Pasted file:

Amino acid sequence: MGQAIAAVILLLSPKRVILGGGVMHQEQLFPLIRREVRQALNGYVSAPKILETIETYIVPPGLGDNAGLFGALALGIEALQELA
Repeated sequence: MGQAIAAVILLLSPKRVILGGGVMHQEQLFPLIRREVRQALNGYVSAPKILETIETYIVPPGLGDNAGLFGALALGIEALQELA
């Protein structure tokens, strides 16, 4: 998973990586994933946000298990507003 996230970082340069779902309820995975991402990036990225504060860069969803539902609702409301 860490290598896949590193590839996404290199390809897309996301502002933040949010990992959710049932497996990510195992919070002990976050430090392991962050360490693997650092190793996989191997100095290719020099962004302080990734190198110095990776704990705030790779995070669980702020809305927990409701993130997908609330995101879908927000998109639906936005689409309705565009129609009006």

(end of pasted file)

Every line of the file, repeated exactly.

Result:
Amino acid sequence: MGQAIAAVILLLSPKRVILGGGVMHQEQLFPLIRREVRQALNGYVSAPKILETIETYIVPPGLGDNAGLFGALALGIEALQELA
Repeated sequence: MGQAIAAVILLLSPKRVILGGGVMHQEQLFPLIRREVRQALNGYVSAPKILETIETYIVPPGLGDNAGLFGALALGIEALQELA
């Protein structure tokens, strides 16, 4: 998973990586994933946000298990507003 996230970082340069779902309820995975991402990036990225504060860069969803539902609702409301 860490290598896949590193590839996404290199390809897309996301502002933040949010990992959710049932497996990510195992919070002990976050430090392991962050360490693997650092190793996989191997100095290719020099962004302080990734190198110095990776704990705030790779995070669980702020809305927990409701993130997908609330995101879908927000998109639906936005689409309705565009129609009006």